French prime minister Edouard Philippehas announced a suspension of fuel tax hikes in an effort to appease an increasingly radicalised protest movement.
The planned increase, which has provoked riots, will be suspended for several months.
The move comes just three weeks after Mr Philippe claimed the French government would not change course and remains determined to help wean consumers off polluting fossils fuels.
It is unlikely Mr Philippe’s announcement to MPs will put an end to the road blockades and demonstrations, with more protests possible this weekend in Paris.
"It’s a first step, but we will not settle for a crumb," said Benjamin Cauchy, one of the leaders of the protests.
After a third consecutive weekend of clashes in Paris led by protesters wearing distinctive yellow traffic vests, Mr Philippe held crisis talks with representatives of major political parties on Monday.
He also met with French president Emmanuel Macron and other ministers in order to find a quick solution to the crisis.
Facing the most serious street protests since his election in May 2017, Mr Macron has cancelled a two-day trip to Serbia to stay in France this week.
More than 100 people were injured in the French capital and 412 arrested over the weekend during France’s worst urban rioting in years, with dozens of cars torched.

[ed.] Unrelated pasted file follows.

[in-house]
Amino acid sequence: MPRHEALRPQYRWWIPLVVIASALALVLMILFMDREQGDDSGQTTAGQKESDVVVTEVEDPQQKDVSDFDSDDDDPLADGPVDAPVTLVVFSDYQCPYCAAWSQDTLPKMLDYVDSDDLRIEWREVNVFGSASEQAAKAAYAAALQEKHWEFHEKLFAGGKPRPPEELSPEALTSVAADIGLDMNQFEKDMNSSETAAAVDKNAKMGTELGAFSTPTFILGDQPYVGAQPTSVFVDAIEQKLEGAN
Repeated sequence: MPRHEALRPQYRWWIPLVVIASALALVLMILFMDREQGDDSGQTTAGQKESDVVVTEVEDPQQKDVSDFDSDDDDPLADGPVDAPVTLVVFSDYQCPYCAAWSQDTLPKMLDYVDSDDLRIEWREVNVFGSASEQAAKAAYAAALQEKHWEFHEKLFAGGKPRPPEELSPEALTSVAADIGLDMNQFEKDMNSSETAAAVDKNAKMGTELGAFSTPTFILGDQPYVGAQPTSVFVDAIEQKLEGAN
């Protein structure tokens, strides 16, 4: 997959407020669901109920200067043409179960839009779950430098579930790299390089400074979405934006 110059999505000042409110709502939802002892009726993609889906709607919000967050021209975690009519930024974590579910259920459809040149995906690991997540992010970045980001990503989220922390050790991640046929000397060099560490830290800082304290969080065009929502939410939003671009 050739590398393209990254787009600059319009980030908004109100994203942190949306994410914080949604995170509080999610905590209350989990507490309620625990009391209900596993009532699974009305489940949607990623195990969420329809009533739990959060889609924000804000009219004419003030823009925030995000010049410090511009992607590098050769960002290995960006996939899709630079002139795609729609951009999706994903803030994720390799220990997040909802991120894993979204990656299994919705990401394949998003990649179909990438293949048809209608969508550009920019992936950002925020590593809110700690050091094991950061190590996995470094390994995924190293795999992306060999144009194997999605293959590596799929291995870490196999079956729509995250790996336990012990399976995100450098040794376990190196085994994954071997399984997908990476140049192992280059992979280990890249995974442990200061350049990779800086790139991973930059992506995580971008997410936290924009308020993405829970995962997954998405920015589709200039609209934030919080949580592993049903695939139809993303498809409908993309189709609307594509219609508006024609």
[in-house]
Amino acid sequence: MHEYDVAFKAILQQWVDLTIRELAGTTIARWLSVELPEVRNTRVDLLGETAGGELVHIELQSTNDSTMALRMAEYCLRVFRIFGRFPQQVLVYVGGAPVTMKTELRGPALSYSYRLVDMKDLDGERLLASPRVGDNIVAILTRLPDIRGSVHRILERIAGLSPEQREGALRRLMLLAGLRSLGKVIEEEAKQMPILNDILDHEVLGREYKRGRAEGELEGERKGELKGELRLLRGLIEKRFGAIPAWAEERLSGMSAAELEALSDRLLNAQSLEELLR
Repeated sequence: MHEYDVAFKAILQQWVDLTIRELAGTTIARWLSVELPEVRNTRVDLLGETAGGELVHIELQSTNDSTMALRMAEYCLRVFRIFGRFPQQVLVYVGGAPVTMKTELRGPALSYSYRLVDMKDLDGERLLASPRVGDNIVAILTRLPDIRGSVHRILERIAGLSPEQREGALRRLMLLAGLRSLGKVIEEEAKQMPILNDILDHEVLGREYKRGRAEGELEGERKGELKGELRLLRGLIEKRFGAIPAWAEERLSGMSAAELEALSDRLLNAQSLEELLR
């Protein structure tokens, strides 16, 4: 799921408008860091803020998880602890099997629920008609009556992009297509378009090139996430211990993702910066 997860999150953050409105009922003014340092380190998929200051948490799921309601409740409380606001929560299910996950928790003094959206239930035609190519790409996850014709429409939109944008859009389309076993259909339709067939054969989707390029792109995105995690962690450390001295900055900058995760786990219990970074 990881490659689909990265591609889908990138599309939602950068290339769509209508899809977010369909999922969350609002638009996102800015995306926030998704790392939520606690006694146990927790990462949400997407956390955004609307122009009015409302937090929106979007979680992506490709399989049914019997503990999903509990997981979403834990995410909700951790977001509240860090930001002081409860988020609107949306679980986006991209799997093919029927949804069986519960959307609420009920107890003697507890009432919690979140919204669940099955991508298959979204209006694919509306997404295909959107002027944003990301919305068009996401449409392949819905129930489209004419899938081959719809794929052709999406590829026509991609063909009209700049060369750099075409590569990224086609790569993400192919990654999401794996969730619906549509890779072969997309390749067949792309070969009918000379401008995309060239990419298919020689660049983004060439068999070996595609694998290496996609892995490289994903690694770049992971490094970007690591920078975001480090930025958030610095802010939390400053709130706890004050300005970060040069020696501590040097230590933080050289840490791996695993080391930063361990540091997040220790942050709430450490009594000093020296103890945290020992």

The protests began last month with motorists upset over the fuel tax hike, but have grown to encompass a range of complaints, with protesters claiming Mr Macron’s government does not care about the problems of ordinary people.
As a result of the planned protests, Saturday's Ligue 1 football match between Paris Saint-Germain and Montpellier has been postponed.
The planned new tax was to increase petrol prices by 4 euro cents per litre from January next year.
Petrol currently costs about 1.42 euro (£1.20) a litre in Paris, slightly more than diesel.
Since the movement kicked off on November 17, three people have been killed and hundreds injured in clashes or accidents stemming from the protests.
Over the past three weeks, protesters have been setting up road blockades across the country, and their movement has garnered wide public support.